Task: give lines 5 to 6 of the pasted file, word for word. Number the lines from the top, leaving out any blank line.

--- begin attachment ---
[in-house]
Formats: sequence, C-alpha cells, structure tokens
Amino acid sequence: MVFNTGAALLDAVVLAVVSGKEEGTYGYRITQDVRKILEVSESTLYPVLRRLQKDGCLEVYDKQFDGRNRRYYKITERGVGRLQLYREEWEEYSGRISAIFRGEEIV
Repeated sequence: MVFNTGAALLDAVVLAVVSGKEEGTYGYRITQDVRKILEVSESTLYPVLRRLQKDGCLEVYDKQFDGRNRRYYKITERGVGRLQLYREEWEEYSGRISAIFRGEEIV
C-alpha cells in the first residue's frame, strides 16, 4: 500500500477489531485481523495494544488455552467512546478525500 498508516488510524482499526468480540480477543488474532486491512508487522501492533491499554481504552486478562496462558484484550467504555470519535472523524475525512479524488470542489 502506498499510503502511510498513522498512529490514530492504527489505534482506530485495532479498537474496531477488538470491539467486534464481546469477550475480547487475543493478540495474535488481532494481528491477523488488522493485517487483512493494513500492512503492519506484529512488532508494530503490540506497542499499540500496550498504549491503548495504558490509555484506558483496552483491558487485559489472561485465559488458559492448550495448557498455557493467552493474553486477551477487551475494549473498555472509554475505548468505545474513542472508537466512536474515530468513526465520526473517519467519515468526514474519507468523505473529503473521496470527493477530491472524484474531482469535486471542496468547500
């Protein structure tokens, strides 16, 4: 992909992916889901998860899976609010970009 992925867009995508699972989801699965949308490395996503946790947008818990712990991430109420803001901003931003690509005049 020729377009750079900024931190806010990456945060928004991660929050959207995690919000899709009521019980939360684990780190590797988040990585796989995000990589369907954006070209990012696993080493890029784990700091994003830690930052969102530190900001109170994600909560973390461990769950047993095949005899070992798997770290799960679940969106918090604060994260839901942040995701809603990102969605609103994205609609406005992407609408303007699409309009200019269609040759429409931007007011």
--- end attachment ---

C-alpha cells in the first residue's frame, strides 16, 4: 500500500477489531485481523495494544488455552467512546478525500 498508516488510524482499526468480540480477543488474532486491512508487522501492533491499554481504552486478562496462558484484550467504555470519535472523524475525512479524488470542489 502506498499510503502511510498513522498512529490514530492504527489505534482506530485495532479498537474496531477488538470491539467486534464481546469477550475480547487475543493478540495474535488481532494481528491477523488488522493485517487483512493494513500492512503492519506484529512488532508494530503490540506497542499499540500496550498504549491503548495504558490509555484506558483496552483491558487485559489472561485465559488458559492448550495448557498455557493467552493474553486477551477487551475494549473498555472509554475505548468505545474513542472508537466512536474515530468513526465520526473517519467519515468526514474519507468523505473529503473521496470527493477530491472524484474531482469535486471542496468547500
């Protein structure tokens, strides 16, 4: 992909992916889901998860899976609010970009 992925867009995508699972989801699965949308490395996503946790947008818990712990991430109420803001901003931003690509005049 020729377009750079900024931190806010990456945060928004991660929050959207995690919000899709009521019980939360684990780190590797988040990585796989995000990589369907954006070209990012696993080493890029784990700091994003830690930052969102530190900001109170994600909560973390461990769950047993095949005899070992798997770290799960679940969106918090604060994260839901942040995701809603990102969605609103994205609609406005992407609408303007699409309009200019269609040759429409931007007011």